If this sounds like Richard Rohr to those who receive his popular email meditations, it is, and he borrowed this false self versus true self paradigm from Merton. What I appreciate about Finley’s focus on this concept, however, is his insistence that Merton believes prayer is the remedy to everything. No one can challenge this claim, I believe, because prayer is the most difficult practice for humans to, well, practice. “An exploration of the true self will bring us to an understanding of prayer, Finley writes. “[A]nd a prayerful attentiveness will bring us to an understanding of the true self…. It is in prayer that we discover our own deepest reality from which we have strayed like runaway children becoming strangers to ourselves.”






Finley uses the true self ideal throughout the rest of his text to illuminate how we see ourselves in the world, for what or for whom we’re searching, and the goal of realizing, or making real, this self in Christ. He is particularly enlightening when using Merton’s writings to tease out what we do to and tell ourselves every day among the world, and both Merton’s and Finley’s words remain timeless. First, Merton in Conjectures of a Guilty Bystander:

The mother of all lies is the lie we persist in telling ourselves about ourselves. And since we are not brazen enough liars to make ourselves believe our own lie individually, we pool all our lies together and believe them because they have become the big lie uttered by the vox populi, and this kind of lie we accept as ultimate truth.

Finley follows with specific examples that remain prescient:

This occurs whenever society makes a cult of some relative interpretation of life or sets some relative good up as the end of life itself. Success, progress, and all similar goals are examples of the world’s expression of the false self. These social imperatives hold themselves up as absolutes to the extent that we are led to believe that life is nothing but these things…. We are led to believe that only the world can save us. We are told that irrelevance according to the criterion of the world is tantamount to nonexistence.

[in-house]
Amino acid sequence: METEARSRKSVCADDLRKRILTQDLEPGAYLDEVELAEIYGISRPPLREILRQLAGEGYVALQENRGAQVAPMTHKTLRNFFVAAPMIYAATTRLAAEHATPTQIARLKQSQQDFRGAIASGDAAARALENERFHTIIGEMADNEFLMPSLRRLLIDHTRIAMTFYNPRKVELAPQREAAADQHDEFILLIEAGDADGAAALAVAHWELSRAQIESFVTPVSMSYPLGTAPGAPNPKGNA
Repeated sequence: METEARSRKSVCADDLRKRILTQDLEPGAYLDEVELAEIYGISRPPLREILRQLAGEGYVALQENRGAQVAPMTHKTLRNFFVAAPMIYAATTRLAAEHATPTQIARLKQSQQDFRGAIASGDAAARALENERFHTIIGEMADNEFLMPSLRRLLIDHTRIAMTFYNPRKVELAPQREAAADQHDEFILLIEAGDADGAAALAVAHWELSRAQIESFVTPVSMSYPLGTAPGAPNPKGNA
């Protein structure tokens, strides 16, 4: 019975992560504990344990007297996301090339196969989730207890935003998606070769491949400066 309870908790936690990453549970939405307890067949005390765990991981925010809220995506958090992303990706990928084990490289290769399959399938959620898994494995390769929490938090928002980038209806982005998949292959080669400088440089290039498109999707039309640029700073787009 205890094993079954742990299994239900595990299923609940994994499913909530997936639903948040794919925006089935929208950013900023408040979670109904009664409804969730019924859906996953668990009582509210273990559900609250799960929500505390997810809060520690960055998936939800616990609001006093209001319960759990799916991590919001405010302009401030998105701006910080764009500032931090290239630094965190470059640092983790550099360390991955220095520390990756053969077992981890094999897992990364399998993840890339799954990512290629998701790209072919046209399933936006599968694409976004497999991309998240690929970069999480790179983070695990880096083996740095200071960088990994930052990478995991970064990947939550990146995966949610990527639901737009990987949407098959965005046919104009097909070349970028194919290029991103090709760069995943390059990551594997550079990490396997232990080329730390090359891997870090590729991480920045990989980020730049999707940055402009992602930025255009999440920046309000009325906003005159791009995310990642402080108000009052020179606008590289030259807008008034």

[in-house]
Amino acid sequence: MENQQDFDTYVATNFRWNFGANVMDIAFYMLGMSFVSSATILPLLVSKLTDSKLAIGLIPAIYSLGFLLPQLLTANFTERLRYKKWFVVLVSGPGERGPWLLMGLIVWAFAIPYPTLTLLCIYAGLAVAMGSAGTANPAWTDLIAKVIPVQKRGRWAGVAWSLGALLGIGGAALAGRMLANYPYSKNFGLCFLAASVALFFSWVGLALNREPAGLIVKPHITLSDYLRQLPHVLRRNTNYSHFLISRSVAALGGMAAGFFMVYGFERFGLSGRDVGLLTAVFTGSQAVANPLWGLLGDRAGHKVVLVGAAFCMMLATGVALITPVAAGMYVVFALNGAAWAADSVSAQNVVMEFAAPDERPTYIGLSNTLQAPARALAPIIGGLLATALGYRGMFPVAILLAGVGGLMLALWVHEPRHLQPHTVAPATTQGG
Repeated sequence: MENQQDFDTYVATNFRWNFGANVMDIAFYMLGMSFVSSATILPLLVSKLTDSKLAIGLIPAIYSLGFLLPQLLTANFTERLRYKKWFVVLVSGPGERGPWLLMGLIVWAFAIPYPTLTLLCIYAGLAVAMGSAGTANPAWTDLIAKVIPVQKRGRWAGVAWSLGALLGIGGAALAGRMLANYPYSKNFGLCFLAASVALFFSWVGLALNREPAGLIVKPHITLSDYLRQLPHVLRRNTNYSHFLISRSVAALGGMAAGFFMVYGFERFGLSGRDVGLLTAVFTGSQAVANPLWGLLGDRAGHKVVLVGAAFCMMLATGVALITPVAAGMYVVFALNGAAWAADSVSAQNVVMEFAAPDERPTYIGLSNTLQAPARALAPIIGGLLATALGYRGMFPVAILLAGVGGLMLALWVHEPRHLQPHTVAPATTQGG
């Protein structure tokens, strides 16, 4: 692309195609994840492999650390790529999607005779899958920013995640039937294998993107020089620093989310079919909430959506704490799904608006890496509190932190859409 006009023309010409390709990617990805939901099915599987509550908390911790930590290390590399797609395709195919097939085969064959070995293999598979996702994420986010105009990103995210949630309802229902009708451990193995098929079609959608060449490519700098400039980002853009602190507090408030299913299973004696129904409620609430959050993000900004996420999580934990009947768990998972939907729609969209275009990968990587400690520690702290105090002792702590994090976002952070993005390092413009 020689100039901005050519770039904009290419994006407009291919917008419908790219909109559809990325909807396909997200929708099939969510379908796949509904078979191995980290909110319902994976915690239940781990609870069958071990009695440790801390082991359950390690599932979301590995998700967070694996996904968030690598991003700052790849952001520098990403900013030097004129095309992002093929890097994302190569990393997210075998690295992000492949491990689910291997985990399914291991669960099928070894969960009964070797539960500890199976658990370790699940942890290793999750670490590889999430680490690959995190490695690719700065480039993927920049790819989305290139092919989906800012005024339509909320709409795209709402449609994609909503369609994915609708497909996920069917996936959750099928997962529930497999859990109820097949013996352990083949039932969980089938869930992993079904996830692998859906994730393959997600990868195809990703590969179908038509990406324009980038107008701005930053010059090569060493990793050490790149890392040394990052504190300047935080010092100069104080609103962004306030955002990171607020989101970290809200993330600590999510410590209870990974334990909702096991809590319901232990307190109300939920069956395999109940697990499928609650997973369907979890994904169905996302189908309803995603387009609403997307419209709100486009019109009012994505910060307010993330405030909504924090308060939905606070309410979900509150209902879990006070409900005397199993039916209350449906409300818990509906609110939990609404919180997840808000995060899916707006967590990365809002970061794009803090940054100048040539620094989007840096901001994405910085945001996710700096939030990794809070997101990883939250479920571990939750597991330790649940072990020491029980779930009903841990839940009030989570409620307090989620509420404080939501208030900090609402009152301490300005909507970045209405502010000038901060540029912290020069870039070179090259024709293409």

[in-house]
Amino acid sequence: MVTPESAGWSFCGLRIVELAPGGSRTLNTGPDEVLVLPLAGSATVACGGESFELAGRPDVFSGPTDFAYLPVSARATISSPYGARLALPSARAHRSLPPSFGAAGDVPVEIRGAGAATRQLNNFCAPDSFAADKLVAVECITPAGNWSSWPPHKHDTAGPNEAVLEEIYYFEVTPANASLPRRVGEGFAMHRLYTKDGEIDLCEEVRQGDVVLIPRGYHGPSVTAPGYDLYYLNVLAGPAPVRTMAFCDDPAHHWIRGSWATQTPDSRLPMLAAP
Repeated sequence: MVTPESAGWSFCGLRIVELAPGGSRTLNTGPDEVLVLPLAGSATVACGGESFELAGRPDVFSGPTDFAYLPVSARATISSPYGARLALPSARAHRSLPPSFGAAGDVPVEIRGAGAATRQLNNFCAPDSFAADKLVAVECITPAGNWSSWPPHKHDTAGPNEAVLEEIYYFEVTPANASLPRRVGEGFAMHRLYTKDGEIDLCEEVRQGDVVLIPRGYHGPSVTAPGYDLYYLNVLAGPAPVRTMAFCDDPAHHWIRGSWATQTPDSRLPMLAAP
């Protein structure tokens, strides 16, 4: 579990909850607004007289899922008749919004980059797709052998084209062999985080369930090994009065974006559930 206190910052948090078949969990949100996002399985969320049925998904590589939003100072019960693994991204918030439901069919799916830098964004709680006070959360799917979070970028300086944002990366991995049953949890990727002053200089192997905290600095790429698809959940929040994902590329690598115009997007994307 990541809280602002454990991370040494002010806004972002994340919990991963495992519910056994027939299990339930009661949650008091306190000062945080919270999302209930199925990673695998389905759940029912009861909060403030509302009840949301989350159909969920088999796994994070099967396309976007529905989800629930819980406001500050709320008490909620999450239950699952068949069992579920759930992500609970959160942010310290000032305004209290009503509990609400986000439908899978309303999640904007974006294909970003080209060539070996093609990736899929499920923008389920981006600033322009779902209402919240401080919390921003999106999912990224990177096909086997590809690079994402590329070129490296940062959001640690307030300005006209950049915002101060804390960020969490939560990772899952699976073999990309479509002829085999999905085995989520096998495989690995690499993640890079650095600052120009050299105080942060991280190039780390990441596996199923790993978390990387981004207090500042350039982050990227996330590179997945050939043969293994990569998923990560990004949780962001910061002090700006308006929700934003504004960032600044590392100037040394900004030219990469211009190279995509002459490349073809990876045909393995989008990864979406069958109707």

This fear drives people to maintain social media profiles, self-promote their “brands,” list their curricula vitae on websites, and share what song they just queued in their playlist. The answer to these great lies of Satan, writes Finley, is solitude. This does not mean being physically alone, however. “What the solitary renounces is not his union with other men, but rather the deceptive fictions and inadequate symbols which tend to take the place of genuine social unity,” Merton writes in Disputed Questions.

What aids in our renouncing these fictions that fuel our FOMO (fear of missing out) today? The answer is prayer: “We pray not to recharge our batteries…but rather to be transformed by God so that the myths and fictions of our life might fall like broken shackles from our wrists,” Finley writes. After reading Finley’s words about Merton, which reshaped how I pray and how I think about prayer, I have tried to convince my friends—both real and online—that a healthy FOMO to harbor is the one in which they do not open this book.

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Win Bassett’s work has appeared in publications including The Atlantic, The Washington Post, Oxford American, and Commonweal. He lives in Tennessee, where he teaches and coaches at a boys’ school. Find him online at:  http://winbassett.com/